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New Legislature should not buy PSNH’s gimmicks |

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My campaign for Executive Councilor drew me into issues in addition to education so I will post sometimes on some of those and an opinion piece in Sunday’s Portsmouth Herald – New Legislature should not buy PSNH’s gimmicks – seems particularly important.  The role of PSNH and electricity rates is particularly important in New Hampshire.  But it’s complicated, so many of us probably glaze over.  That’s why I would like to call people’s attention to this very clear and grounded overview of the situation with PSNH.  It is an accurate and understandable framework for understanding the PSNH rate increase proposals.  It is similar to the views expressed by Merideth Hatfield when she was New Hampshire’s Consumer Advocate.  Here’s a sample:

Nearly a decade after New Hampshire decided to insulate Public Service Company of New Hampshire and its generations-old power plants from the region’s emerging competitive market for electricity, that choice — whatever its merits at the time — has left the state in a quiet crisis of escalating electricity costs for the homeowners and small businesses that today buy their power from PSNH.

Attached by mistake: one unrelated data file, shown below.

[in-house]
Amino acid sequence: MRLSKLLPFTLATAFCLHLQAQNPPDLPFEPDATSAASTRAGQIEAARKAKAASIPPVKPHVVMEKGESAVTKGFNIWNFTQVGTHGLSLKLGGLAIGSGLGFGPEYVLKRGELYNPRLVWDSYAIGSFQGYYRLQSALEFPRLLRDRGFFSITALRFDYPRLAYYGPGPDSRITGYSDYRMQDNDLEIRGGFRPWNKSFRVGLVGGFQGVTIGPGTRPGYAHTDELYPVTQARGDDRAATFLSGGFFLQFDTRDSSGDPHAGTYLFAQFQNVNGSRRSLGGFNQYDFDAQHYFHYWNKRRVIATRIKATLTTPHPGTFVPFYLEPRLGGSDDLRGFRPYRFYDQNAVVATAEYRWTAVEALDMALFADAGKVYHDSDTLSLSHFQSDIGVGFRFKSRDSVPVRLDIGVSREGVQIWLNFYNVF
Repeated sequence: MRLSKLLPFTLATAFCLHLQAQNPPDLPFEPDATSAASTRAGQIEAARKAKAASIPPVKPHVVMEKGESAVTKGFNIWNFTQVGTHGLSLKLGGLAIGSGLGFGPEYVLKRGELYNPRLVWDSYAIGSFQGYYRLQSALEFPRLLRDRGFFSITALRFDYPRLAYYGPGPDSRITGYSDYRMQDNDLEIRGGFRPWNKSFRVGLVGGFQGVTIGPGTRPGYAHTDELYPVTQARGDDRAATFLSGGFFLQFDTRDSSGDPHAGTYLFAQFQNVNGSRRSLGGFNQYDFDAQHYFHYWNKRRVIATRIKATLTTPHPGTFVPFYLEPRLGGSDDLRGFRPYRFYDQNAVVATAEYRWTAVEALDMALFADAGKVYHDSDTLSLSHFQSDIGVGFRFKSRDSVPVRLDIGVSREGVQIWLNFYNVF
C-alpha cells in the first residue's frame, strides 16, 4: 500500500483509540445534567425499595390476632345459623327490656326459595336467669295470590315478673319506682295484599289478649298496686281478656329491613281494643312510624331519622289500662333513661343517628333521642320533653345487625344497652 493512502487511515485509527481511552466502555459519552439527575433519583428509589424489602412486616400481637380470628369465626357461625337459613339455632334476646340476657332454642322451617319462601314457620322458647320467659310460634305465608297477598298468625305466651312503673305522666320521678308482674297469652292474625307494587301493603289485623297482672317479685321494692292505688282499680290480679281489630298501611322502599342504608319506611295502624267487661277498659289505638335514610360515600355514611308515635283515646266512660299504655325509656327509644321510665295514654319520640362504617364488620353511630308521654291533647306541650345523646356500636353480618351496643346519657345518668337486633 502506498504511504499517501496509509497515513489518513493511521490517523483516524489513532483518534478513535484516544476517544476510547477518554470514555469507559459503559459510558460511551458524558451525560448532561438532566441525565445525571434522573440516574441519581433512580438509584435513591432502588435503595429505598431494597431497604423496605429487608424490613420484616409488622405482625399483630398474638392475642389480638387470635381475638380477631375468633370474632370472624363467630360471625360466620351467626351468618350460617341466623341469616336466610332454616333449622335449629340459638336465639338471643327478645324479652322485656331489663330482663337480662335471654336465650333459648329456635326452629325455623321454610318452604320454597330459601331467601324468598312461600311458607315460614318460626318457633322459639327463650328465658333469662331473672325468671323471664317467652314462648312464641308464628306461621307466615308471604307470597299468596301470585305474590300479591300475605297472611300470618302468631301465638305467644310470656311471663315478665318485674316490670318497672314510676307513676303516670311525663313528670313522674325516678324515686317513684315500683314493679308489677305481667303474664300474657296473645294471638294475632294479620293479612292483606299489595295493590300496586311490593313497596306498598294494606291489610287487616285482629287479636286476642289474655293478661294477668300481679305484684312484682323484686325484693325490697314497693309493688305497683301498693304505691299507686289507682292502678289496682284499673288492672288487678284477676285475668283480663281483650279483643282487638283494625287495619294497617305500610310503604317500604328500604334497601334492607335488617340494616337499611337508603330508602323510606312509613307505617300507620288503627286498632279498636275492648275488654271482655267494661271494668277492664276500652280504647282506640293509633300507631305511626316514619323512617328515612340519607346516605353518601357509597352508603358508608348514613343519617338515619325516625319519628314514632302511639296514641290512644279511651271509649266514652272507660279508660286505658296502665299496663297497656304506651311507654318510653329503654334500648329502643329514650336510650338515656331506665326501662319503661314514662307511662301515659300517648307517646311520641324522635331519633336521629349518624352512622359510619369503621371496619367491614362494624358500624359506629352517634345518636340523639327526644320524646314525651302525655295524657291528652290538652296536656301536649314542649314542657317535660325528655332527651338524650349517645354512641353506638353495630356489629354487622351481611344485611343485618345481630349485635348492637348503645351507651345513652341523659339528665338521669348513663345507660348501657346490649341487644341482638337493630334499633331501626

How our new governor, new Legislature and state regulators address this challenge — and whether or not they reject PSNH’s attempts to protect its favorable treatment to the detriment of New Hampshire’s innovation economy and its most vulnerable residents — will be a critical part of their legacy.

In a few short weeks, PSNH’s energy service rate is expected to climb to over 9.5 cents per kilowatt hour. All of New Hampshire’s other electric utilities are charging 7.5 cents or less. PSNH’s rates are rising to cover the costs of its aged power plants, especially its large coal and oil-fired power plants, plus a nearly 10 percent rate of return. In 2013, PSNH will likely seek even higher rates to recover the full costs of the $422 million scrubber at its largest power plant, Merrimack Station in Bow. This plant operated less than one-third of the time during the first three quarters of 2012; its higher-than-market costs prevented it from being called upon by New England’s electricity grid. PSNH’s power plants have operated less and less over the last several years due to their high costs. Unfortunately, PSNH customers must pay not only for the replacement power that PSNH gets from other, cheaper generators, but also for the fixed costs of PSNH’s idle plants — such as the cost of the scrubber.

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